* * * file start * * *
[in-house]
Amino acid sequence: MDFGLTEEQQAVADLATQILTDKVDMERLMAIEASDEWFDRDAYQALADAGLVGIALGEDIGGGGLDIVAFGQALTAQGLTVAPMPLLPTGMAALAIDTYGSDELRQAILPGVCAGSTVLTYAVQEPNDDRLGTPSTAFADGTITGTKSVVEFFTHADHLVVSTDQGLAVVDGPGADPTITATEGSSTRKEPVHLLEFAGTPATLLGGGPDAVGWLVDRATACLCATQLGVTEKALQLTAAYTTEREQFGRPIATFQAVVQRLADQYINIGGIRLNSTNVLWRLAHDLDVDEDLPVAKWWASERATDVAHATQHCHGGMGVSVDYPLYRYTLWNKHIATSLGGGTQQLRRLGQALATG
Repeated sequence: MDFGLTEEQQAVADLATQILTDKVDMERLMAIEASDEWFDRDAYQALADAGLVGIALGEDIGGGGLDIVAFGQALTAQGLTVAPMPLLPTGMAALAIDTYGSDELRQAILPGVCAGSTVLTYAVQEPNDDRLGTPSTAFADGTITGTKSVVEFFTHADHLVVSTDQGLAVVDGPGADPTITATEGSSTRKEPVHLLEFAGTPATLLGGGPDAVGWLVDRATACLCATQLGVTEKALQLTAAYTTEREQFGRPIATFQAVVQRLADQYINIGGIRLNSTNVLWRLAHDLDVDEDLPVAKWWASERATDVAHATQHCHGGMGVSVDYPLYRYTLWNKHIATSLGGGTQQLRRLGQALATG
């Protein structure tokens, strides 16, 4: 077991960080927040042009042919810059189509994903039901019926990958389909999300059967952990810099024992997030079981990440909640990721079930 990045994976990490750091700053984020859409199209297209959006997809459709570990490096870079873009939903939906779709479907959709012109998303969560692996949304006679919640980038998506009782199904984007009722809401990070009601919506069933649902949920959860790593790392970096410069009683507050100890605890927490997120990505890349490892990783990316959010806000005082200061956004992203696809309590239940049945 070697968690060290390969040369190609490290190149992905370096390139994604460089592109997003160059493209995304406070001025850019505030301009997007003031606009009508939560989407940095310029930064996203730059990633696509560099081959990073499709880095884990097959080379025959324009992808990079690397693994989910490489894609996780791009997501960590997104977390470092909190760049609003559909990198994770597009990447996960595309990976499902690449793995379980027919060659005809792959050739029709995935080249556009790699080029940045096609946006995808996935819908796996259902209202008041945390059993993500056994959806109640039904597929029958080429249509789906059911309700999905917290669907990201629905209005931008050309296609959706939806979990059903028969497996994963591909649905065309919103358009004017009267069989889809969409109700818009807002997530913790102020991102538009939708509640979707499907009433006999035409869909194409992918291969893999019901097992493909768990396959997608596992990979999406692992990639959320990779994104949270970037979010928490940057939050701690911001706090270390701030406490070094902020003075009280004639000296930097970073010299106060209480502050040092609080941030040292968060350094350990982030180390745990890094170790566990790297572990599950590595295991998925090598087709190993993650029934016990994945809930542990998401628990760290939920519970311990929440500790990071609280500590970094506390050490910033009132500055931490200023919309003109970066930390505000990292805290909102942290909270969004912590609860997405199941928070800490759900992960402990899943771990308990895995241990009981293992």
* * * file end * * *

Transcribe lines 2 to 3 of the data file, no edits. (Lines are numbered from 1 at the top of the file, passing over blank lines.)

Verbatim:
Amino acid sequence: MDFGLTEEQQAVADLATQILTDKVDMERLMAIEASDEWFDRDAYQALADAGLVGIALGEDIGGGGLDIVAFGQALTAQGLTVAPMPLLPTGMAALAIDTYGSDELRQAILPGVCAGSTVLTYAVQEPNDDRLGTPSTAFADGTITGTKSVVEFFTHADHLVVSTDQGLAVVDGPGADPTITATEGSSTRKEPVHLLEFAGTPATLLGGGPDAVGWLVDRATACLCATQLGVTEKALQLTAAYTTEREQFGRPIATFQAVVQRLADQYINIGGIRLNSTNVLWRLAHDLDVDEDLPVAKWWASERATDVAHATQHCHGGMGVSVDYPLYRYTLWNKHIATSLGGGTQQLRRLGQALATG
Repeated sequence: MDFGLTEEQQAVADLATQILTDKVDMERLMAIEASDEWFDRDAYQALADAGLVGIALGEDIGGGGLDIVAFGQALTAQGLTVAPMPLLPTGMAALAIDTYGSDELRQAILPGVCAGSTVLTYAVQEPNDDRLGTPSTAFADGTITGTKSVVEFFTHADHLVVSTDQGLAVVDGPGADPTITATEGSSTRKEPVHLLEFAGTPATLLGGGPDAVGWLVDRATACLCATQLGVTEKALQLTAAYTTEREQFGRPIATFQAVVQRLADQYINIGGIRLNSTNVLWRLAHDLDVDEDLPVAKWWASERATDVAHATQHCHGGMGVSVDYPLYRYTLWNKHIATSLGGGTQQLRRLGQALATG